Forty years ago, following gains in income and wealth equality from decades of New Deal legislation and recent civil rights laws that finally began to allow greater access for people of color to this economic opportunity, many US business leaders and their political representatives launched an effort to reassert their economic dominance. They mobilized white voters with the message, whether stated directly or spoken in code, that people of color were threats to our physical safety and financial wellbeing. In The New Jim Crow, Michelle Alexander shows us that it was the use of imagery of black female welfare queens, black male predators, and other racial stereotypes that allowed Presidents Reagan, Bush Sr., and even Clinton, as well as politicians at all levels of government, to gain and maintain power. Each would go on to promote the mass incarceration of people of color, mass inequality for all, and unchecked corporate pollution of communities and the climate. The centuries-old strategy of using racial scapegoating as a tool to divide and rule was put to work again.
Today 144 million people in the U.S. are poor or low-income, a group that contains a disproportionately high percentage of people of color yet also includes 66 million whites. The current White House administration does not represent some new movement to legitimately uplift this white working class, but rather the same centuries-old tradition of divisive politics to enrich a privileged few. Day by day, as brown-skinned immigrants and religious minorities are attacked, nearly all of us are threatened by continued attempts to cut Medicare and Social Security as well as a refusal to address skyrocketing costs of housing, higher education and healthcare amidst four decades of stagnant wages.
While in college I studied for a short time in Chile and supported a youth activism program in a poor community there. Students studied their history to identify the causes of injustice in their lives and to gain greater self esteem by seeing that their people had a rich heritage beyond their present suffering. It was called “Nuestra Historia Nos Protege.” In English this means “Our History Protects Us.” It is from this lens that I began to see how my own people, those who were carefully socialized with what Alexander calls “the racial bribe” of whiteness, could also be protected by a deeper understanding of our own.
Reconnecting to this history, to our roots that are deeper than whiteness, allows us to quell feelings of shame with meaningful self-understanding. It also allows us to recognize that our survival in this increasingly unequal and polluted world depends on our ability to ally ourselves with indigenous people and people of color. From this grounded place, we have the opportunity to re-enter multiracial community, witness the wounds of racism with open hearts, and take collective action to both mend these wounds and replace corporate domination with an economic system based on sustainability and care. Our emergence as genuine partners in such a revolution is made possible with the wholeness and self-love that comes when we remember who we are.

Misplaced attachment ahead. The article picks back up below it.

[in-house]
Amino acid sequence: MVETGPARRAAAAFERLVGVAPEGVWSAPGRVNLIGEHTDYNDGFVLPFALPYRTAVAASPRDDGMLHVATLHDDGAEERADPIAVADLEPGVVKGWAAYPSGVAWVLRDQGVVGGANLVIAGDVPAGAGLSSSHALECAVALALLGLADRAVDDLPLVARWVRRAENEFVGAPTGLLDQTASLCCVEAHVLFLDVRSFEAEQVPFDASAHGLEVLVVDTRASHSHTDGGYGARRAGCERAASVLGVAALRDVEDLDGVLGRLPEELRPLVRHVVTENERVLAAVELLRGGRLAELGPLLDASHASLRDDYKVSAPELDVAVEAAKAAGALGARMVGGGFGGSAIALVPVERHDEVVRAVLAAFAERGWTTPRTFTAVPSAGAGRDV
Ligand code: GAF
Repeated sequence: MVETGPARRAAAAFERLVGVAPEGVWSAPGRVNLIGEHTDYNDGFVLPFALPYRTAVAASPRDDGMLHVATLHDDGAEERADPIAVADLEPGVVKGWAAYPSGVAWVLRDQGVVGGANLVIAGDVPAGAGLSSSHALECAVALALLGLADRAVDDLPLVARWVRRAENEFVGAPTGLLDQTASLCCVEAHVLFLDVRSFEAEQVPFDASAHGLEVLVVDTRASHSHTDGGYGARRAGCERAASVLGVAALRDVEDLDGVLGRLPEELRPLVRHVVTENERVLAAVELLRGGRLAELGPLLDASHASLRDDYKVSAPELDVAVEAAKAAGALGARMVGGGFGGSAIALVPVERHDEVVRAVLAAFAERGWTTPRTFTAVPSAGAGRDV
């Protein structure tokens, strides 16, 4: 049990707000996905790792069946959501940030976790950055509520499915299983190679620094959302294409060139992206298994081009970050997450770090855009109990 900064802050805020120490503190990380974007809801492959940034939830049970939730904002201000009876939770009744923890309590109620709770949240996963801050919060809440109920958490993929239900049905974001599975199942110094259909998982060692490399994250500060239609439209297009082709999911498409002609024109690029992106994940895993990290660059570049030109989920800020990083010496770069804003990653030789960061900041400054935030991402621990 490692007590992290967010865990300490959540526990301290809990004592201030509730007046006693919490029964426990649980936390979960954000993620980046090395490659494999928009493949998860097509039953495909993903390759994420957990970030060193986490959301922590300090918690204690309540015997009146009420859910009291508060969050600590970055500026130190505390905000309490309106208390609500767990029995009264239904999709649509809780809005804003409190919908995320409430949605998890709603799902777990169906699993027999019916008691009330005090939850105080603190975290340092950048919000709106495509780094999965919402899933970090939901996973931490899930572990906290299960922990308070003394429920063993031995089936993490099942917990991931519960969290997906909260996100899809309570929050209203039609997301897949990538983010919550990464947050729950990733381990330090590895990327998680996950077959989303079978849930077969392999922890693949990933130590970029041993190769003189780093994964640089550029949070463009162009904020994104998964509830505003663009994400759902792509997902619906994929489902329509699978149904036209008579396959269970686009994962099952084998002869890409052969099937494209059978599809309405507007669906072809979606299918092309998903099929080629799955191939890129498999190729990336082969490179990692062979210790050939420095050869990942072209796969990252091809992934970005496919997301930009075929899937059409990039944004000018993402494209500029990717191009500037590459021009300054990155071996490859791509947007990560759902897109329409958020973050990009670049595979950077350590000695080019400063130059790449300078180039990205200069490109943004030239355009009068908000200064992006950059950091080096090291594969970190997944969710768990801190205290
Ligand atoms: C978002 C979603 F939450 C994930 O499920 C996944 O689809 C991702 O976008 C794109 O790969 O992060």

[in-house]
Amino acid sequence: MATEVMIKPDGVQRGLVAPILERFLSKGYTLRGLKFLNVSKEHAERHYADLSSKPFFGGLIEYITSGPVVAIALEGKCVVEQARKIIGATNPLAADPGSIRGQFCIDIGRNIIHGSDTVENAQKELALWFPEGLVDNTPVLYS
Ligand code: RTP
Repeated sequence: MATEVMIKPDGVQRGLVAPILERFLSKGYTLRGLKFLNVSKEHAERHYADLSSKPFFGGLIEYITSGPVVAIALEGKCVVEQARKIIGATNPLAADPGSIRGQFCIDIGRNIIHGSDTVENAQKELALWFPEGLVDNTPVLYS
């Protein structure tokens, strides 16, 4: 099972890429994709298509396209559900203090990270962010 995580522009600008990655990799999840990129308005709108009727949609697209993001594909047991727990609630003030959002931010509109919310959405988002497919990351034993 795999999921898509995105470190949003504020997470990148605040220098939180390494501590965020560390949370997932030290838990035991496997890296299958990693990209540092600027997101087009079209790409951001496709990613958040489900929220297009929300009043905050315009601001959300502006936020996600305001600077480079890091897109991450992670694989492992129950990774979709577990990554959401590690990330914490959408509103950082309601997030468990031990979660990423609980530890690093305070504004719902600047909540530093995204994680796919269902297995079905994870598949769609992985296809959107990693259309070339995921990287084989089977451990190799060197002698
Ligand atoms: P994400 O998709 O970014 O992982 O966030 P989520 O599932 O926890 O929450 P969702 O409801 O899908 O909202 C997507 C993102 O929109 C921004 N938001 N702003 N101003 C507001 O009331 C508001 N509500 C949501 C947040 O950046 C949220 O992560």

New Orleans Saints take a knee (2017) / Anne Braden interviews Rosa Parks (1960) / U.S. Veteran kneels before Lakota elder Leonard Crow Dog during a forgiveness ceremony on the Standing Rock Sioux Reservation (2016)
Acknowledgements: My gratitude goes out to Eleanor Hancock for being a thought-partner in processing this history, consistently pushing me to persist with this piece when I felt blocked, encouraging me to deepen the analysis presented here, offering editorial support, and providing a platform – through White Awake – upon which to further develop the ideas in this article. I would also like to thank labor organizer Andy Banks for his emphasis on the importance of highlighting the intersection of racism and capitalism, as well as Dave Belden and Alison Espinosa-Setchko for offering their wisdom when it was needed.
David Dean is a writer, speaker, and anti-racism trainer who has been shaped most by his family’s love and his upbringing in Quaker communities. He lives for moments of deep connection with friends, a solitary work, or the natural world. He loves to sing, weave up and down athletic fields with teammates, and support others’ discovery of their own inherent goodness and power to create social change.
To read more of David’s personal story, you might check out White Awake’s 2016 profile piece on him: Healing the Dominant Group, Breaking the Cycle of Violence.